I’ve admired the poetry of Terrance Hayes since a friend recommended him a couple of years ago so when I got word he was coming to my part of the world I took note, and made a few inquiries. I had done a broadside for Robert Hass when he came to Interlochen Center for the Arts in 2006 so had already set a precedence for the project to happen and they were very receptive. Then the game of working with an author and their publisher on a short schedule for selection and proper clearance began!
I was sent the piece Bower which is excerpted from the poem Arbor for Butch in the book Lighthead. I was familiar with the poem as a whole and struggled with what sort of art or ornamentation this fragment of a poem should/could have accompany it. In the end I decided to let these four lines of text stand on their own and this was probably influenced by the fact that I had a linocut I’d done but hadn’t used for anything “bookish” yet which fit well with the poem especially after hacking a bit off the top of the block. Also, time was short, I had to work with materials and paper I had on hand, no time to order anything in.
So here it is as it turned out. Three colors on mould-made German Zerkall Frankfurt cream paper, 15 x 8.5 inches, hand set in Garamond in 24 and 72pt type and printed on my Vandercook 219OS with an additional bit of text on the back commemorating the evening and credits. The paper was not ideal, it is a beautiful sheet but the pronounced laid lines from the mould made printing the solids on the linoleum block quite difficult solved by being diligent with ink, a soft packing and running the sheet through the press twice. The Frankfurt paper was the only nice stock I had in enough quantity to do 100 broadsides so the dimensions of the broadside were more or less dictated by how the sheets could be divided and since it had such a lovely deckle edge from the mould, 100 is a small enough quantity to tear down by hand.
From the beginning I planned on the text running into the linocut so had made paper cut outs of the proofed text and moved it around with prints pulled from the linocut to plan my composition. I printed the lino first but now, to my eye, I feel the text crowds the image and would have benefitted from being moved a bit further away but stubbornly decided to keep my left margin equal − these are the hazards of only having a couple of days to devote to something. I prefer to have various proofs just hanging around the studio for a few days or a few weeks to look at. It’s fast enough to put some ink on the slab bust out a brayer and tweak the print or play with word spacing in the type, add leading, move elements around and “play”.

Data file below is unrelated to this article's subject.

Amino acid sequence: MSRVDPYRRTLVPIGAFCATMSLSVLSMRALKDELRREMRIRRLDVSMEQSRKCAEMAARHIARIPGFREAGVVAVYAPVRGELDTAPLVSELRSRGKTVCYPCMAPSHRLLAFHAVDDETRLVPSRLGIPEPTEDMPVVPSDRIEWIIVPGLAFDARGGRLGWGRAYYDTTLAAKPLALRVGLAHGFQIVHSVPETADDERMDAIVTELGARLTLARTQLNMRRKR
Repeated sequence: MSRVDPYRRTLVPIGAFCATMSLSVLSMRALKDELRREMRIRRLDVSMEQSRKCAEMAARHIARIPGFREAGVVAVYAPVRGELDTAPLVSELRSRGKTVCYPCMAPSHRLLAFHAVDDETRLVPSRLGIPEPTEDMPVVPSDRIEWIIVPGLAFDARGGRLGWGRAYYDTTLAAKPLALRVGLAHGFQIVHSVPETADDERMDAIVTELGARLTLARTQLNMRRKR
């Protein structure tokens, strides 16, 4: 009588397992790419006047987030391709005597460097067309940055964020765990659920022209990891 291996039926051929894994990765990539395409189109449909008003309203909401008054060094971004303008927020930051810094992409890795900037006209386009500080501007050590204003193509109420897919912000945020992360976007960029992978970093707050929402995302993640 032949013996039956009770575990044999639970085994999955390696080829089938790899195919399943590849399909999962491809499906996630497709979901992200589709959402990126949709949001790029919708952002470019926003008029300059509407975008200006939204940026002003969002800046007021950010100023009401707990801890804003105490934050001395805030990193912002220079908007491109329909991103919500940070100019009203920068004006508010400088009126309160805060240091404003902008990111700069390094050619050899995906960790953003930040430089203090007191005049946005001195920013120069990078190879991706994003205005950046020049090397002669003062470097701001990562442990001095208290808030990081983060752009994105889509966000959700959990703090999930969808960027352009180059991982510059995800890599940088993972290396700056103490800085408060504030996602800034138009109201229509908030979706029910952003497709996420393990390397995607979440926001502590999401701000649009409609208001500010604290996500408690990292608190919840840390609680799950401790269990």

My approach on book and typographic composition comes from my fine art background first where typically a painting or print evolves over a period of time. Blocks of text are tones of color or shades of grey, how they work with whatever other non-typographic elements might be present and the space of the page spread and the overall book design. My early books were far more “experimental” with type I think but not always in a good way, so much forever to learn. I have an advantage, I think, in my book production because I do every part of the process here – I envision the whole of the book from the beginning from material selection to what the cover will look like. Knowledge of paper and bookbinding informs much information on creating the page layout and selection of stock for accompanying art, doing the artwork for the project gives me flexibility in design, and there is no reason why anything can’t change as the project progresses.
this is analog design. this is letterpress.
For those who don’t know, (taken from Wikipedia) Terrance Hayes first book of poetry, Muscular Music (1999), won both the Whiting Writers Award and the Kate Tufts Discovery Award. His second collection, Hip Logic (2002), won the National Poetry Series, was a finalist for the Los Angeles Times Book Award, and runner-up for the James Laughlin Award from the Academy of American Poets. He won the National Book Award for Lighthead.
Hayes poems have appeared in literary journals and magazines including The New Yorker, The American Poetry Review, Ploughshares, Fence, The Kenyon Review, Jubilat Harvard Review, West Branch, and Poetry.
In September 2014, he was honored as one of the twenty-one 2014 fellows of the John D. and Catherine T. MacArthur Foundation – one of the most prestigious prizes that is awarded for artists, scholars and professionals.